History of the Plains Indians
These agreements had many challenges. Most significantly many of the native people didn’t completely understand the document that they were finalizing or the conditions within it; furthermore, the treaties did not acknowledge the cultural practices of the Native Americans. In addition to this, the government bureaus responsible for administering these policies were plagued with awful management and corruption. In fact most treaty terms were never accomplished.
The U.S. government rarely held up their side of the accords even when the Native Americans relocated quietly to their reservations. Dishonest bureau agents sometimes sold the supplies that were intended for the Indians on reservations to non-Indians. Additionally, as settlers demanded more property in the West, the government frequently decreased the size of reservation lands. By this time, most of the Native American peoples were unhappy with the treaties and angered by the settlers’ constant demands for land.
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Angered by the government’s dishonest and unjust policies, several Native American tribes, including bands of Cheyennes, Arapahos, Comanches and Sioux, fought back. As they struggled to maintain their lands and their tribes’ survival, over a thousand skirmishes and battles broke out in the West between 1861 and 1891. In an attempt to coerce Native Americans onto the reservations and to end the violence, the U.S. government responded to these hostilities with costly military operations. Obviously the U.S. government’s Indian policies were in need an adjustment.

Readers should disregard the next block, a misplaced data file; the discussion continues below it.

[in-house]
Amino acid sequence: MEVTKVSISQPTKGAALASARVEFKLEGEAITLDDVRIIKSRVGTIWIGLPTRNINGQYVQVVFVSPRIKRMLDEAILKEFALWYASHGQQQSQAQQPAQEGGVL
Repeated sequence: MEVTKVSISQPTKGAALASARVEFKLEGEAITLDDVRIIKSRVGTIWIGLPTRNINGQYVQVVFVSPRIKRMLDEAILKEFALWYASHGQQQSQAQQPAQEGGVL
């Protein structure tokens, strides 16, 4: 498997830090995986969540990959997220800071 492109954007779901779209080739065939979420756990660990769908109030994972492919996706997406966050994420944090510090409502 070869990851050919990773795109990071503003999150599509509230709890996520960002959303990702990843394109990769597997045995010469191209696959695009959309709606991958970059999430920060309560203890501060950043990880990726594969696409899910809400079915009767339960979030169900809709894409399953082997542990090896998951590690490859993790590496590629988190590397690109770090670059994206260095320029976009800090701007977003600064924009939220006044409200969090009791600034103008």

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Native American policy changed considerably after the Civil War. Reformers felt that the scheme of driving Native Americans into reservations was too strict while industrialists, who were concerned about their land and resources, thought of assimilation, the cultural absorption of the American Indians into “white America” to be the single long-term strategy for ensuring Native American survival. In 1871 the government enacted a pivotal law proclaiming that the United States would no longer deal with Native American tribes as sovereign entities.
This law signaled a major change in the government’s relationship with the native peoples – Congress now viewed the Native Americans, not as countries outside of its jurisdiction, but as wards of the government. By making Native Americans wards of the “” government, Congress presumed that it was better to make the policy of assimilation a widely accepted part of the cultural mainstream of America.
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Many U.S. government officials perceived assimilation as the most effective solution to what they viewed as “the Indian problem,” and the single long-term means of guaranteeing U.S. interests in the West and the survival of the American Indians. In order to accomplish this, the government pressed Native Americans to relocate out of their customary dwellings, move into wooden houses and become farmers.
The federal government enacted laws that forced Native Americans to reject their usual appearance and lifestyle. Some laws outlawed traditional religious practices while others required Indian men to cut their long locks. Agents on more than two-thirds of American Indian reservations set up courts to impose federal regulations that often prohibited traditional cultural and religious practices.